The Impact of Motor-Development Approaches to Teaching Physical Education upon the Self-Regulation of Primary year 1 and year 2 Pupils within the Scottish Education System
Throughout Scotland, self-regulation has been acknowledged as a fundamental function, critical to school transition, social interaction, and success within education (Education Scotland, 2020b).
Yet despite this, many children begin school lacking self-regulation skills, impacting upon their development and engagement in classroom tasks (Cadima et al., 2016). Therefore, in an attempt to support the self-regulatory capacities of children across Scottish schools, Education Scotland (2020a) has launched Better Movers and Thinkers (BMT)- a motor-development approach to teaching physical education (PE) which aims to develop the cognitive domain and foster self-regulation skills among children.
However, despite such well-intended endorsements, there remains a lack of evidence surrounding the true effectiveness of motor-development approaches to PE upon self-regulation. Therefore, in acknowledgement of this void, this study aimed to explore the impact of motor-development approaches to teaching PE amongst primary 1 and 2 school pupils within the Scottish education system.
The following study implemented BMT as a motor-development intervention across an 8-week period, amongst 30 pupils within primary 1-2 in a school in South Ayrshire. Framed through a mixed-methods design, the study involved pre and post-intervention testing of three quantitative outcome measures- cognitive-regulation, affective-regulation, and motor-regulation- assessed through the Response to Challenge Scale (RCS) ( Lakes, and Hoyt, 2004 ). In order to examine the perceptions of teachers and pupils upon the implementation of BMT, qualitative data was gathered via three, pupil focus group interviews and through the reflective journals of four classroom teachers- assuming the role of reflective observers throughout the study.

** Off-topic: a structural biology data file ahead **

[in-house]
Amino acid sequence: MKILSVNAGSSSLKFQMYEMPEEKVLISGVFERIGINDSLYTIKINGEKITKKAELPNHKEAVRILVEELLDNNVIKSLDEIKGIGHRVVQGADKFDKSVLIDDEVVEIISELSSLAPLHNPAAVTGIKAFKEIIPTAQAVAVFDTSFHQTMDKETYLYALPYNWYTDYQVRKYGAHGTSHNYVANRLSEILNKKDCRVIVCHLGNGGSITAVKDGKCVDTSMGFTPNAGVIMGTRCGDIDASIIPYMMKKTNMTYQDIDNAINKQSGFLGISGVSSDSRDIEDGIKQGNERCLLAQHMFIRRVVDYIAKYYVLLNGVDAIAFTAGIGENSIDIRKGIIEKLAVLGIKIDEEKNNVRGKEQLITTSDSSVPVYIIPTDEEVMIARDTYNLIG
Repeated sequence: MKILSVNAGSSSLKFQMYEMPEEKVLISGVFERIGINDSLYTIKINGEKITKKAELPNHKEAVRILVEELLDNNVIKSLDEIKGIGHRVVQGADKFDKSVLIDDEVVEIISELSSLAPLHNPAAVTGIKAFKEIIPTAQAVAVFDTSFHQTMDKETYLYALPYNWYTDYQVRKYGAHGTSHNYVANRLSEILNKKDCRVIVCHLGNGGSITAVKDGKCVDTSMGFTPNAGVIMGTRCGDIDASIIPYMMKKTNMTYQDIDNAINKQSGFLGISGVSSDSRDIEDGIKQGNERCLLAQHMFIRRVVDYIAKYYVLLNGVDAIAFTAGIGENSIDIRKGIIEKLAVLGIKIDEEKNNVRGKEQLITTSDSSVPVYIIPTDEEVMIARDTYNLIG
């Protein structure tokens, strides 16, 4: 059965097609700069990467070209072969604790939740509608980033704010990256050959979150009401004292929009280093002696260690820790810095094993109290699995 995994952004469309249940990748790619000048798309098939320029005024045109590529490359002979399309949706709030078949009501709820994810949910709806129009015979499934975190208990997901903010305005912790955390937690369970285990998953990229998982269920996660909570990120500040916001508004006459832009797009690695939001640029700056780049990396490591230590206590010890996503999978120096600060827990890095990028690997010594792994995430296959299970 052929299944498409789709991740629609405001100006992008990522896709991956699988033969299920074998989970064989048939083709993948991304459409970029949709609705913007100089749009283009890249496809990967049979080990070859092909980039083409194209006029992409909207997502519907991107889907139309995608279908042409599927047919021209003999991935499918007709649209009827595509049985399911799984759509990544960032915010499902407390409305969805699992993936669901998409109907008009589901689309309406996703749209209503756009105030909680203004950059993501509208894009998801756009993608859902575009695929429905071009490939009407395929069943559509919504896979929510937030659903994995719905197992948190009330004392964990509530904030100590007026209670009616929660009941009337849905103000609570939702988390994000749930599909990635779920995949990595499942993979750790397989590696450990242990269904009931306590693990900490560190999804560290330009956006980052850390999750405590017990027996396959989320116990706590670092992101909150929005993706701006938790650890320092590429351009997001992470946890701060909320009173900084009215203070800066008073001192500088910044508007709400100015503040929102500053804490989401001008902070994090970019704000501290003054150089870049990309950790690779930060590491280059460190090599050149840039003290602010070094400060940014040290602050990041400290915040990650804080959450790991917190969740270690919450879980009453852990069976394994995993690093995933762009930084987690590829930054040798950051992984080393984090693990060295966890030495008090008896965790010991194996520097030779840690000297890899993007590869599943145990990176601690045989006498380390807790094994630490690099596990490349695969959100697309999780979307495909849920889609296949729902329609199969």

Quantitative data revealed an effect between pre and post-test conditions in the domains of cognitive-regulation (p=0.000) and affective-regulation (p=0.042) however, displayed no significance within the domain of motor-regulation (p=0.067). Analysis of qualitative data through both reflective journals and pupil focus groups revealed that as well as enjoying BMT as an intervention, pupils experienced further benefits such as improved wellbeing, confidence, and concentration within class.
Moving forward, the potential that BMT holds to develop both cognitive and affective-regulation amongst children is encouraging, and must be further pursued in order to promote motor-development approaches to PE throughout the mainstream curriculum.
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